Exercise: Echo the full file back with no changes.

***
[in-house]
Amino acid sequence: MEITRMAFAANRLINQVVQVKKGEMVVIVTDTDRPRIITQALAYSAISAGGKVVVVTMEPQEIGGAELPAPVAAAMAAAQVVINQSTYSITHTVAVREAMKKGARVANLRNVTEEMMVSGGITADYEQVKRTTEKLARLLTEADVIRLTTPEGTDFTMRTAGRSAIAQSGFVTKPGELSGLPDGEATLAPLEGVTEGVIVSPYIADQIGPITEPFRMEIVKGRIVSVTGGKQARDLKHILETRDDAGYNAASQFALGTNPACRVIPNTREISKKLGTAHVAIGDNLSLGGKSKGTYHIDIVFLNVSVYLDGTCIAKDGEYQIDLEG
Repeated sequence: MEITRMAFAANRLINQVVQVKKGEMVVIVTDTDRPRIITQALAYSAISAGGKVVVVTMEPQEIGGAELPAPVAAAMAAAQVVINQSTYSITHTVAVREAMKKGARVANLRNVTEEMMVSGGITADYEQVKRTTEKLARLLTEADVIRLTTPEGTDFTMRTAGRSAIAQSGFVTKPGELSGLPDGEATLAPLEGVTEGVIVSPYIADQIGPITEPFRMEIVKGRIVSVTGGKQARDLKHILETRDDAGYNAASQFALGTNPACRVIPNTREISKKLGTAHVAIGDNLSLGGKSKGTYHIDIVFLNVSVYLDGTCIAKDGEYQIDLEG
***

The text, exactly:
[in-house]
Amino acid sequence: MEITRMAFAANRLINQVVQVKKGEMVVIVTDTDRPRIITQALAYSAISAGGKVVVVTMEPQEIGGAELPAPVAAAMAAAQVVINQSTYSITHTVAVREAMKKGARVANLRNVTEEMMVSGGITADYEQVKRTTEKLARLLTEADVIRLTTPEGTDFTMRTAGRSAIAQSGFVTKPGELSGLPDGEATLAPLEGVTEGVIVSPYIADQIGPITEPFRMEIVKGRIVSVTGGKQARDLKHILETRDDAGYNAASQFALGTNPACRVIPNTREISKKLGTAHVAIGDNLSLGGKSKGTYHIDIVFLNVSVYLDGTCIAKDGEYQIDLEG
Repeated sequence: MEITRMAFAANRLINQVVQVKKGEMVVIVTDTDRPRIITQALAYSAISAGGKVVVVTMEPQEIGGAELPAPVAAAMAAAQVVINQSTYSITHTVAVREAMKKGARVANLRNVTEEMMVSGGITADYEQVKRTTEKLARLLTEADVIRLTTPEGTDFTMRTAGRSAIAQSGFVTKPGELSGLPDGEATLAPLEGVTEGVIVSPYIADQIGPITEPFRMEIVKGRIVSVTGGKQARDLKHILETRDDAGYNAASQFALGTNPACRVIPNTREISKKLGTAHVAIGDNLSLGGKSKGTYHIDIVFLNVSVYLDGTCIAKDGEYQIDLEG